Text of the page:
The underrepresentation of girls in science and science-related fields
has been seen primarily as a "girl problem" (Campbell, 1993, p. 3). That is
to say, educational systems have blamed women for the difficulties they
had with science. Experts have even gone so far as to speculate that women
are genetically encoded for scientific incompetence! Because we have
the problem this way, most of our solutions have been designed to make
"more compatible" with science (Campbell, 1993) and have largely ignored
many environmental factors that affect the way women view themselves and
the way their personalities develop. Before we can do anything, we must
realize that young women face many obstacles, both inside and outside the
classroom, that may discourage them from excelling in science: These
stereotyping, low self-esteem, and poor preparation.
Generally speaking, to overcome these barriers we must combat gender
stereotypes and stereotypes about science; build young women's self-esteem
defeat "science phobia;" and continue to work for curriculum reform. My
philosophy of science education accomplishes the first two of these goals
effectively teaches science to both boys and girls. Science is a discipline
of ideas, not just facts. Therefore, courses should be designed to
independent thinking, problem solving, and scientific inquiry. In addition,
teachers must strive to make science more "girl-friendly" by emphasizing
collaboration over competition; valuing teamwork; and incorporating
presentations, essay exams, and written reports into the science
Note that these changes not only build on the communication and
skills for which girls have traditionally been known but also more fully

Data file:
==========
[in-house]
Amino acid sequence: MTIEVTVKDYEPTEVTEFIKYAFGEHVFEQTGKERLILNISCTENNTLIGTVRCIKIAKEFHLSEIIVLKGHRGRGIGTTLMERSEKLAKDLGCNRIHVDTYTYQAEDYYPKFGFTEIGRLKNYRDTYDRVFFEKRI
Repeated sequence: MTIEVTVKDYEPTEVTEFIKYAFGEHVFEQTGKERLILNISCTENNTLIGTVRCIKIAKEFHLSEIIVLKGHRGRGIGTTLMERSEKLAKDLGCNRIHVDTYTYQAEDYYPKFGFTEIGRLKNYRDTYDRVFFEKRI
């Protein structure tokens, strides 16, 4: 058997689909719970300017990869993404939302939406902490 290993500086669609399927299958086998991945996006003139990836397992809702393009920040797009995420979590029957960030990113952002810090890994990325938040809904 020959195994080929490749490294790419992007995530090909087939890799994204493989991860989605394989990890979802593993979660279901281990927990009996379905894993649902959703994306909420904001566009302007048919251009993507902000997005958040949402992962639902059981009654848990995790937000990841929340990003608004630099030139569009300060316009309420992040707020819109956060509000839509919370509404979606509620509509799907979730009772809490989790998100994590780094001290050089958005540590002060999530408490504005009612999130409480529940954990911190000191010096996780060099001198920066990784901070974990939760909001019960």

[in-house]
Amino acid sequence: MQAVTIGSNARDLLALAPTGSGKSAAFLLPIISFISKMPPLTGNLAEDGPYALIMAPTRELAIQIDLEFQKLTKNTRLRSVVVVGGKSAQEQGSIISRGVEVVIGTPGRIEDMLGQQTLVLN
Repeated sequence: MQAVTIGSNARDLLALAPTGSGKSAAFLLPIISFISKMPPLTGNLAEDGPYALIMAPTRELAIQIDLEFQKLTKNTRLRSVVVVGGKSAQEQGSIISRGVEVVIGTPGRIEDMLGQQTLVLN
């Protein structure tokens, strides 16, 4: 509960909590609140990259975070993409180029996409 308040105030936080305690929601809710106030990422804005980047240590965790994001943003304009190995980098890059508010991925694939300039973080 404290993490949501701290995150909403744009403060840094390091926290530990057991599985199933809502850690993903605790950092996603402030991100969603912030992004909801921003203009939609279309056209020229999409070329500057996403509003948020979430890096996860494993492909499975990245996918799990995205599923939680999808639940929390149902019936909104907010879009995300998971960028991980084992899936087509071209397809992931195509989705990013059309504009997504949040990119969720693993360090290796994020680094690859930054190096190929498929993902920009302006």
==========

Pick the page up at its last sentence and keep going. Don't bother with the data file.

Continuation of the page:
prepare students for college science courses.
Perhaps the following quote from a former student best expresses how
Mrs. Samuels somehow manages to raise self-esteem, inspire students and
fear, and provide a relaxed, happy environment without sacrificing
high standards. . . . I remember wanting to study hard because I was
happy in the course, not because I was afraid.
If parents and teachers consistently implement these suggestions, students
will recognize that science can be fun and doesn't have to be intimidating.
The principles discussed here help eradicate students' fear of science and
help prove to young women, and young men, that they can do science.
For the best results, we need the cooperation of students, parents,
school systems, communities, and teachers. Students must be willing to put
the time and effort necessary to succeed. Parents must provide positive
reinforcement and express a belief in the students' ability to understand
complicated ideas. The school system and community must work to provide a
gender-neutral curriculum. Last, the teacher must strive to adapt his or
teaching style to the needs of the students.
Linda S. Samuels
Succeed in Science!
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